The case brought against Harvard University by Students for Fair Admissions poses a timely and, in the end, fair question. After 40 years of affirmative action, is it time to reconsider not only the effectiveness of this policy, but its fairness in view of the implicit necessity of barring others in favor of admitting those from previously excluded groups? Should, for example, students applying for admission to Harvard University and the University of North Carolina with higher grade point averages and test scores than some students admitted under affirmative action be denied admission while students with lower test scores and grade point averages are admitted because of past discrimination against the group that they represent? This is decidedly an important question and one that deserved to be heard by the highest court.

As we weigh the import of the Supreme Court ruling, we should consider the circumstances that preceded affirmative action and that will likely persist well beyond the court’s decision. Mindful of the original intent of affirmative action, we should remember that ensuring equal access under the Constitution should not be subject to the whims and preferences of individual groups in control at any given time. At a minimum, a continuingly watchful approach, one that regularly monitors how marginalized groups are being treated, is of utmost importance. Manifest in our aim of having a common national purpose is the need for fairness in holding together an ever more fragile democracy. That fairness must be robust, not relying merely on individual winners and losers but on the strength of our belief in and commitment to the goal of fairness and inclusion across all groups.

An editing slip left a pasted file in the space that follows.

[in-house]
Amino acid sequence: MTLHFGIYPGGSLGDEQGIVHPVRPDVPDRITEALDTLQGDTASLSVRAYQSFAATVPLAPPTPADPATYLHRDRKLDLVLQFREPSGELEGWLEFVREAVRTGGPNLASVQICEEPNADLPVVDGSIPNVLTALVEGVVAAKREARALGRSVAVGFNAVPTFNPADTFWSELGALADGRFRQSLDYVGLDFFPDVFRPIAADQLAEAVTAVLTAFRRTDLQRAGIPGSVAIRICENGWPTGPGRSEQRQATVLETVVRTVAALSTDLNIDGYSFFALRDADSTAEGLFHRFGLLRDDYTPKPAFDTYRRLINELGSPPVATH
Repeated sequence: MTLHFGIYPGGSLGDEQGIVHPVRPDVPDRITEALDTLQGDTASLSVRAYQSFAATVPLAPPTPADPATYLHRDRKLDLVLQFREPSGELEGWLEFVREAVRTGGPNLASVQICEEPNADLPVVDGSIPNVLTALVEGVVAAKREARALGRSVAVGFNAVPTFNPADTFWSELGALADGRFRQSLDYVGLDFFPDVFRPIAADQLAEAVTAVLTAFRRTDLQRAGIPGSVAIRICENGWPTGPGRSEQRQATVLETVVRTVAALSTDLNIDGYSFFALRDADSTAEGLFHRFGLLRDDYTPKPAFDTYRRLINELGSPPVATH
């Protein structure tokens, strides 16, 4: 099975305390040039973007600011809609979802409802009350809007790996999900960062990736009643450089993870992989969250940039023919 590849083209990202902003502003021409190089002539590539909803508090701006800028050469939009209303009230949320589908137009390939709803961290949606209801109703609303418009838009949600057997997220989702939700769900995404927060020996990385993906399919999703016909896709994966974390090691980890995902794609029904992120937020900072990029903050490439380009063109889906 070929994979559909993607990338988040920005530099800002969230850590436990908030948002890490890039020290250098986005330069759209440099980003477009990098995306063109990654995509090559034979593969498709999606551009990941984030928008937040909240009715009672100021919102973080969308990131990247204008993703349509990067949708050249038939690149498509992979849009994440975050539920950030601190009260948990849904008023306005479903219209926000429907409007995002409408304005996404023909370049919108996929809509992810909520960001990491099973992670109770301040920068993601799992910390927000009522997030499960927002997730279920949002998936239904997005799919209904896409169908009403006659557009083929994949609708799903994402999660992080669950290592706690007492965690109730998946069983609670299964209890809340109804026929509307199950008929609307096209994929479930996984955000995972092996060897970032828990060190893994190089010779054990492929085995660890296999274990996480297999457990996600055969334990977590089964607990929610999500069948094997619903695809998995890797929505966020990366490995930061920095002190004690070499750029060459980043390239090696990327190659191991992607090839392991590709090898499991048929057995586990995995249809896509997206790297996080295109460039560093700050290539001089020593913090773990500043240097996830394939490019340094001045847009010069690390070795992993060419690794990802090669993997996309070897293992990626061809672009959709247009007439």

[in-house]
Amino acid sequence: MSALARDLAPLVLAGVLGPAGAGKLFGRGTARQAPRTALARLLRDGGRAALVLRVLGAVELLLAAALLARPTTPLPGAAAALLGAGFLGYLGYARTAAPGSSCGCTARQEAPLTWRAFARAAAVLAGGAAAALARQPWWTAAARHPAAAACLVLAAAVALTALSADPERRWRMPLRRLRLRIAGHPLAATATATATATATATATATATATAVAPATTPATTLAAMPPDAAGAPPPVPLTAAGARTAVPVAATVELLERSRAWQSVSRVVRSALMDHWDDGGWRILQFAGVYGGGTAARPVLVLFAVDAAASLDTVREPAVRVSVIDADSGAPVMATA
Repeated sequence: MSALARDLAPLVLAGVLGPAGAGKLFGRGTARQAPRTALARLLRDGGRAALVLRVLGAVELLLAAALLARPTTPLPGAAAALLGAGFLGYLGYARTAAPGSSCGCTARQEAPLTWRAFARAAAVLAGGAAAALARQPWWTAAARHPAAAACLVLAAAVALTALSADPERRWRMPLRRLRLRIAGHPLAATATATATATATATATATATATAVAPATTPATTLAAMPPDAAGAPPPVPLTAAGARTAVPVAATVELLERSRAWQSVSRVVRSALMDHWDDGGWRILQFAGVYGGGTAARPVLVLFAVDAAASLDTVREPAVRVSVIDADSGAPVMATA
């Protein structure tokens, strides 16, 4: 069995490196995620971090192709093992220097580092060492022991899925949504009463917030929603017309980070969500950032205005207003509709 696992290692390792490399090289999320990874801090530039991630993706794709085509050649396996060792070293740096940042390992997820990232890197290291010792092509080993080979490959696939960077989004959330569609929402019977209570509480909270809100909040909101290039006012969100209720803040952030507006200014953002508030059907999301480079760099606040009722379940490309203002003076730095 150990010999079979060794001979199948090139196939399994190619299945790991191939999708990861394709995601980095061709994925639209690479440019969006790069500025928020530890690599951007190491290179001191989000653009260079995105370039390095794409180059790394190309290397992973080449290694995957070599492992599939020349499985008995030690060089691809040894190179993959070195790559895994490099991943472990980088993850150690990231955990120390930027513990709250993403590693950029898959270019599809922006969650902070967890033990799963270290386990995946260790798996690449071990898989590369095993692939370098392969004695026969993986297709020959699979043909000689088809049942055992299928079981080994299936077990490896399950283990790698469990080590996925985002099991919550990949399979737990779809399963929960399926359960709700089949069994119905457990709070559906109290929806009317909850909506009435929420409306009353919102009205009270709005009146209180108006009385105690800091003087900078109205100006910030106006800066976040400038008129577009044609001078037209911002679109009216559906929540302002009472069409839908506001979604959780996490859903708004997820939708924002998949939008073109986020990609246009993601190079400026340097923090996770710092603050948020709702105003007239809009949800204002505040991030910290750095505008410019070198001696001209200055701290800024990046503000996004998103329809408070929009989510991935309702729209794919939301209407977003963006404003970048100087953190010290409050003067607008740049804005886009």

Before returning to pre-affirmative action admission practices, we should remember that the history of merit in college admission does not assure us of fairness. There has never been a sustained period of time during which university and college admission practices have been governed solely by test scores and grades. Yet, many presume merit to be reliant on both. Even prior to affirmative action, universities admitted students based on a variety of factors, including ties of family members to the university, past generosity and future potential to give, and the need for geographical and international diversity. The variation in the application of these factors clearly belies the assertion that admission can be based purely on “merit” if merit is understood to rely solely on prior academic performance as shown in grades and test scores.


In judging merit, how does one quantify the value that a ballet dancer, lacrosse player, creative writer, or teen entrepreneur might bring to the environment? And what awaits a university that is giving preference on the basis of such factors? The argument that race or any personal characteristic should be barred as a factor rings hollow in view of the wide array of preferences that will continue to be in use across college admission. Further, there is no evidence to show that the use of these preferences has undermined the quality of education afforded students or the national interests. Quite the contrary. Other nations routinely observe that the strength of our higher education institutions has been their capacity to develop potential that stokes competition and achievement, creating an economic engine which has dominated the world for many decades. What happens to that engine when universities admit students based solely on quantitative factors, eliminating the consideration of compelling factors such as the role that society’s treatment of their group has on their learning and development?